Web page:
This is such a great guide to durian in Bangkok, Mark. I came on it again and was impressed all over again – even after all my durian adventuring.

  • Carm

    4 years ago

    Wonderful! This is by far the most comprehensive guide I’ve read about durian and how to eat it. A lot of people surely do not like it but I also found it to be quite good. I had it 2 years ago in Malaysia (although I always had durian candy as a child) where farmers just park their vans on the side of the road and sell from there.

    • Mark Wiens

      4 years ago

      Hey Carm, excellent glad you enjoy durian too. Actually my first time to try durian years ago was also in Malaysia, and it was from one of those vans, love at first bite!

  • Josias Lopes

    4 years ago

    On my check list of things to try in Thailand next January…

    Thank’s for the tip Mark.

  • Anthony

    4 years ago

    Hey Mark,
    Where can we find the durian ice cream you did a video on?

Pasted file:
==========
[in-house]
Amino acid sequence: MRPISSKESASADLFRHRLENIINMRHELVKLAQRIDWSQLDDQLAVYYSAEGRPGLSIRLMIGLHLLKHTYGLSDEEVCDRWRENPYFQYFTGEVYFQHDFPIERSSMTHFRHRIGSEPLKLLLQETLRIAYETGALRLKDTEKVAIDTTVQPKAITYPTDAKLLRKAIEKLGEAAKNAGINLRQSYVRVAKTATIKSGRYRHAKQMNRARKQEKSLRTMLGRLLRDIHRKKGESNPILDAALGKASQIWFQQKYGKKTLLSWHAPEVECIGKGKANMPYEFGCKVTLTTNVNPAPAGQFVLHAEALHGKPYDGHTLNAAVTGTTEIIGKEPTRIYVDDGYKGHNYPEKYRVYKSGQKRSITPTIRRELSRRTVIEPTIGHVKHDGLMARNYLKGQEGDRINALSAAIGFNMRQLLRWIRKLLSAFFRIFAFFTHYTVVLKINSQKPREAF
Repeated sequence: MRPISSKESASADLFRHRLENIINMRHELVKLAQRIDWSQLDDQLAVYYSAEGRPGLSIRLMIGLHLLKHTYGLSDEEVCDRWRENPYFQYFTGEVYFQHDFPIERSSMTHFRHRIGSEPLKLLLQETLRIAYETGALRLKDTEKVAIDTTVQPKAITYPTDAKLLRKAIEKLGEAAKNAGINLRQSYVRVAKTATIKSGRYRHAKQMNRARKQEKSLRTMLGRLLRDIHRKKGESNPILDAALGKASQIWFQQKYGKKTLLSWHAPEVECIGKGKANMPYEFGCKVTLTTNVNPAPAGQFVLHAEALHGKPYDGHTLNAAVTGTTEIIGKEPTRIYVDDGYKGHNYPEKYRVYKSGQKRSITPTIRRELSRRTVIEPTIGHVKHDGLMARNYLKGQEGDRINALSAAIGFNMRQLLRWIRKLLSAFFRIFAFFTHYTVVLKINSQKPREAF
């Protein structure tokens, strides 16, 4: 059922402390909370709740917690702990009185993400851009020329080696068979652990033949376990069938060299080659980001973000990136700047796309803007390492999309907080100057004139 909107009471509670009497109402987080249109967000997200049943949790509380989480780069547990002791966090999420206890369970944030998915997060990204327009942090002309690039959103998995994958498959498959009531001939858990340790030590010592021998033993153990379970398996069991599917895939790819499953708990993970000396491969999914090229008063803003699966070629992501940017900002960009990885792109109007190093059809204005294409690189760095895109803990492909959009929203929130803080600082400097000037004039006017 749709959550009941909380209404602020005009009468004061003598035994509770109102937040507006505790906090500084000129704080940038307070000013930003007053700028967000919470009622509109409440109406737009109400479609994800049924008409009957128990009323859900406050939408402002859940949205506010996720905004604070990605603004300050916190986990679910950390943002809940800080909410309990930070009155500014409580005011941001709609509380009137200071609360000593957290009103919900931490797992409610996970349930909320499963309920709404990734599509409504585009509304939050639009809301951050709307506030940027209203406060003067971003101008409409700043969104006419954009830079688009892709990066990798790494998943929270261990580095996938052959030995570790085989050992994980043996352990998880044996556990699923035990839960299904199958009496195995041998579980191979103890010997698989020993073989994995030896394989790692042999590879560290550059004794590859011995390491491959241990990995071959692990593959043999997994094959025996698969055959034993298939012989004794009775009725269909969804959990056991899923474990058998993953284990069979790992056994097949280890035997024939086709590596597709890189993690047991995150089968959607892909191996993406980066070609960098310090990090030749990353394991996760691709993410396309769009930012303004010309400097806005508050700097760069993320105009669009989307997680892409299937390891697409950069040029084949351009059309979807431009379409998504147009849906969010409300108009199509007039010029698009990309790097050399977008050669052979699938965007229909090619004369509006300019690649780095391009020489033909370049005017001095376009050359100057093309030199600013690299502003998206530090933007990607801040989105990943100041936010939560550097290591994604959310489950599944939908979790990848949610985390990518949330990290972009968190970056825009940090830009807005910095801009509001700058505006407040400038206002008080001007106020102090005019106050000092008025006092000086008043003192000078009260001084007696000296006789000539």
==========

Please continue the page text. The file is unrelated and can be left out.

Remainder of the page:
• Ivana

    4 years ago

    Mark, thanks a lot for the super informative article.
    I’ve tried durian first and for now the only time at Or Tor Kor Market and it was one of the most delicious surprise for me in Thailand so far!! I’m definitely in the Durian Club :))

    • Mark Wiens

      4 years ago

      Awesome to hear this Ivana, I’m so glad that you enjoyed the durian, wonderful!!

  • Zara @ Backpack ME

    4 years ago

    Yesterday I smelt it. Today, I’m going for it here in Bangkok.
    One step at a time.. and if it doesn’t taste like HEAVEN, as you say, I’ll come back and leave another comment!! 😉

    • Mark Wiens

      4 years ago

      Awesome to hear that Zara, I hope you loved it!

  • Ralphius

    4 years ago

    I found it so funny, I met lot of western people here in Thailand and they all had one thing in common.. they did NOT like Durian!!

    Is it really the racial difference with our tastebuds? I really enjoyed the Durian (Lucky Me), I totally understand your love for the fruit.

    Keep blogging and uploading videos!

    Ralphius

    • Mark Wiens

      4 years ago

      Hey Ralphius, ahah, it is pretty common for foreigners not to like durian, but I think it’s mostly because they have he wrong initial mentality. Glad you LOVE durian too!

  • Developer